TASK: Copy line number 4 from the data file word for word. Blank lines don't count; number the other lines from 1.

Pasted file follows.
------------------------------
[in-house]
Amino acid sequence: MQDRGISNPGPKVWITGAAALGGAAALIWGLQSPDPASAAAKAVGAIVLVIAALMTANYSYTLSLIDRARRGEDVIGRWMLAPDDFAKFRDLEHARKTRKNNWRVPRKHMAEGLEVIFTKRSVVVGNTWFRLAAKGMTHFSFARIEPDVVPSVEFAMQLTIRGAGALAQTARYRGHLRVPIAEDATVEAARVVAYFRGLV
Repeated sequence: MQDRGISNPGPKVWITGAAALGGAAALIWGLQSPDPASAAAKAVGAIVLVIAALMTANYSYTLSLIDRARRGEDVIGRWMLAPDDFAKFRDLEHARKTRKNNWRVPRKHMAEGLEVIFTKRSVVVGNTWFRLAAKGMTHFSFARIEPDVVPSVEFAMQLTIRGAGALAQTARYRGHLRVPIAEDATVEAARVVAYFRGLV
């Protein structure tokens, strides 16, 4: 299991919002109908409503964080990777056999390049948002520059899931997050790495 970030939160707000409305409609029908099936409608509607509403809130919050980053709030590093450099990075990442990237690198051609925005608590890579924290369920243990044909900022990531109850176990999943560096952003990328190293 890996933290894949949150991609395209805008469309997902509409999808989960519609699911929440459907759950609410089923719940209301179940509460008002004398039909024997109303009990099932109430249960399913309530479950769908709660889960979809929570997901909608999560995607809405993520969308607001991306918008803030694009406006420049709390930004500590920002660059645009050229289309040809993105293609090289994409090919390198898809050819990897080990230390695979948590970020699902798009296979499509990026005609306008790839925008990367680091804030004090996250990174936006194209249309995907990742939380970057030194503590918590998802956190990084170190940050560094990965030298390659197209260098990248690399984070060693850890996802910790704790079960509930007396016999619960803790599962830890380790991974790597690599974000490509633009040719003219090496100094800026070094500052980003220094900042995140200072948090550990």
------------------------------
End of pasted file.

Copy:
């Protein structure tokens, strides 16, 4: 299991919002109908409503964080990777056999390049948002520059899931997050790495 970030939160707000409305409609029908099936409608509607509403809130919050980053709030590093450099990075990442990237690198051609925005608590890579924290369920243990044909900022990531109850176990999943560096952003990328190293 890996933290894949949150991609395209805008469309997902509409999808989960519609699911929440459907759950609410089923719940209301179940509460008002004398039909024997109303009990099932109430249960399913309530479950769908709660889960979809929570997901909608999560995607809405993520969308607001991306918008803030694009406006420049709390930004500590920002660059645009050229289309040809993105293609090289994409090919390198898809050819990897080990230390695979948590970020699902798009296979499509990026005609306008790839925008990367680091804030004090996250990174936006194209249309995907990742939380970057030194503590918590998802956190990084170190940050560094990965030298390659197209260098990248690399984070060693850890996802910790704790079960509930007396016999619960803790599962830890380790991974790597690599974000490509633009040719003219090496100094800026070094500052980003220094900042995140200072948090550990």